Interesting questions about the Cyber Security Committee’s report

After the recent stir caused by purported cyber-attacks that struck the US Pentagon’s computers in October, news has emerged that the Commission on Cyber Security for the 44th Presidency has finally revealed its findings about the future of online governmental security. The Commission, whose panel “includes executives, high-ranking military officers and intelligence officials, leading specialists in computer security, and two members of Congress”, spent the last few months visiting computer labs at the National Security Agency as well as being briefed “in closed-door sessions by top officials from Pentagon, CIA, and British spy agency MI5”. Its report, released yesterday, warns the next US president that the country “faces a cybersecurity threat of such magnitude that [he] should move quickly to create a Center for Cybersecurity Operations and appoint a special White House advisor to oversee it”. Interestingly, the Commission’s findings bear considerable resemblance with pre-election pledges by current President-Elect Barack Obama. Back during the election campaign, Obama had promised that “if elected, he would appoint a ‘national cyber-advisor’ who would report directly to the President”. This overlap is not surprising, considering that “several members of the Commission […] are advisors on President-elect Barack Obama’s transition team”. Incidentally, the Commission did not express an opinion on why, since the US government is so concerned about illegal cyber-attacks, its representatives voted against a formal resolution on international IT security at the 63rd UN Assembly, in September of 2008. The US was the only country to vote against the resolution, which was initiated by the Russian delegation. [JF]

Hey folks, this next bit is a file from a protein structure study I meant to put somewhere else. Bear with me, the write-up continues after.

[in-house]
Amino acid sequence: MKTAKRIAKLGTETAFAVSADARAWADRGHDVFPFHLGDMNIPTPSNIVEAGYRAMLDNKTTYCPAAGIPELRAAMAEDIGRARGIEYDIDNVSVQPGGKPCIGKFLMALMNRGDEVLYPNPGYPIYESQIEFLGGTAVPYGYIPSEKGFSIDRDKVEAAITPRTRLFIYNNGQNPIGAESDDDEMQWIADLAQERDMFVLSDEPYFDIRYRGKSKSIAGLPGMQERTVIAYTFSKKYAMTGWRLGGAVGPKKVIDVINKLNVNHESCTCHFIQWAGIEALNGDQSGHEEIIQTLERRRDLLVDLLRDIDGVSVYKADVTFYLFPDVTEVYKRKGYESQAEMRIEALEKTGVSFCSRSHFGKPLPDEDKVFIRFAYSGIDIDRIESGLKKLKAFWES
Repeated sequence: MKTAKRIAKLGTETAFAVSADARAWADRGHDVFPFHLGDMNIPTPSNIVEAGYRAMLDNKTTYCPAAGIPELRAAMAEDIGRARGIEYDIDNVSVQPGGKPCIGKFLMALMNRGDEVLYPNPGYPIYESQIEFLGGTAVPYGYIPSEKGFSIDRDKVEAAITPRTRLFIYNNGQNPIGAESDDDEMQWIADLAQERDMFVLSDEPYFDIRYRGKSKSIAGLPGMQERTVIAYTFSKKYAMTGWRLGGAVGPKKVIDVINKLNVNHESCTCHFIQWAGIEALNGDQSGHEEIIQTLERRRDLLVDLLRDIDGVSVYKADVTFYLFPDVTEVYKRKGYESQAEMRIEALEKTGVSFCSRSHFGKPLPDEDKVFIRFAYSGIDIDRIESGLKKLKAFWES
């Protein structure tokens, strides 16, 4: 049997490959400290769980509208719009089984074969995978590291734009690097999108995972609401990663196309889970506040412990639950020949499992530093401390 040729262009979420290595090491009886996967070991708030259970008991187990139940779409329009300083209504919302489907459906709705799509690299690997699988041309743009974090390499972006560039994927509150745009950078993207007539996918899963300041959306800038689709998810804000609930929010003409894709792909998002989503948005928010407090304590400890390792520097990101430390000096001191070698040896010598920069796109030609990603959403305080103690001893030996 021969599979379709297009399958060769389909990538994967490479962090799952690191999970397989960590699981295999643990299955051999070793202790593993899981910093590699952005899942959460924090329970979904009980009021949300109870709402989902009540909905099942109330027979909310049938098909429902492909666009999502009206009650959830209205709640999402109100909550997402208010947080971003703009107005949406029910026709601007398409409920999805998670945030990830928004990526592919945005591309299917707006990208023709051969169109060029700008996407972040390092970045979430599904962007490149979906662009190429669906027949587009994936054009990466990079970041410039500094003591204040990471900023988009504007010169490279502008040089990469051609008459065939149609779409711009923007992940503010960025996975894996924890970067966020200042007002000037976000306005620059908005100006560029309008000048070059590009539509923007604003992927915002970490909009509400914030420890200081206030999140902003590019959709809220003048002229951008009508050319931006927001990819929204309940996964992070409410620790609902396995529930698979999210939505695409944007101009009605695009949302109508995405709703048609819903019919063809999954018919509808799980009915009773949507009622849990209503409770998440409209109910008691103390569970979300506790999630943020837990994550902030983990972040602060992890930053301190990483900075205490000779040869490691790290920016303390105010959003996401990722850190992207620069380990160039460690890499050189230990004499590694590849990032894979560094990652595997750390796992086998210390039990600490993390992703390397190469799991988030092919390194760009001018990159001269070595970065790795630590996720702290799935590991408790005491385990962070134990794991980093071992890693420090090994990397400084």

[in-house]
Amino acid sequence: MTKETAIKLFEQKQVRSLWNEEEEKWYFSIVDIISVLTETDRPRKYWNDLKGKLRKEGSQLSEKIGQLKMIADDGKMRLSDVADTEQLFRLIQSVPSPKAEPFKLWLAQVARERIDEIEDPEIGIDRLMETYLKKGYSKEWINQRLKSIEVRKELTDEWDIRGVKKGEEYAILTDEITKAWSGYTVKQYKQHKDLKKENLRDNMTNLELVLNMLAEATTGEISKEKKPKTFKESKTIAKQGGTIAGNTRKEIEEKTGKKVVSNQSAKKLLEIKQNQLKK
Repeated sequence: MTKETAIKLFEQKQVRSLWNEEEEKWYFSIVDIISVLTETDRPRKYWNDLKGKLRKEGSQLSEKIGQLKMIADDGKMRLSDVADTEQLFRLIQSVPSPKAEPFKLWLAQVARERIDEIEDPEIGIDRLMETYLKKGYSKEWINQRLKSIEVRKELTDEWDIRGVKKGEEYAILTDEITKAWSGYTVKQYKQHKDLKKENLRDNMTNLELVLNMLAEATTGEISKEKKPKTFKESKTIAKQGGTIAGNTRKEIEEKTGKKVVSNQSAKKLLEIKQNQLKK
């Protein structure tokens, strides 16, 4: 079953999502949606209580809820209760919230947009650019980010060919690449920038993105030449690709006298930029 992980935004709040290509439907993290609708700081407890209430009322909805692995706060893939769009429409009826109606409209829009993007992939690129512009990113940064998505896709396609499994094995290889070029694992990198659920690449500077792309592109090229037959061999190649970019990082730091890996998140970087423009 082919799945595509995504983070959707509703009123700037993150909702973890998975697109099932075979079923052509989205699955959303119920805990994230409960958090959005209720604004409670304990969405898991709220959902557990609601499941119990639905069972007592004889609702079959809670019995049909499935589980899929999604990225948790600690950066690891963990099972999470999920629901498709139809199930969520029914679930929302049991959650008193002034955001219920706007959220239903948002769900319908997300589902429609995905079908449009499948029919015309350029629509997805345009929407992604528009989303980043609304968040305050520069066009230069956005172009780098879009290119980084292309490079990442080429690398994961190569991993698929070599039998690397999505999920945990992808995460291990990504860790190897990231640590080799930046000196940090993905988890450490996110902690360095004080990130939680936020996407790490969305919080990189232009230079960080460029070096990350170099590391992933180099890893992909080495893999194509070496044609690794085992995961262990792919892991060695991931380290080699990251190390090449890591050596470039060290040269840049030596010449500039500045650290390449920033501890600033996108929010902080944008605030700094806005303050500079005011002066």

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Expert news and commentary on intelligence, espionage, spies and spying, by Dr. Joseph Fitsanakis and Ian Allen.

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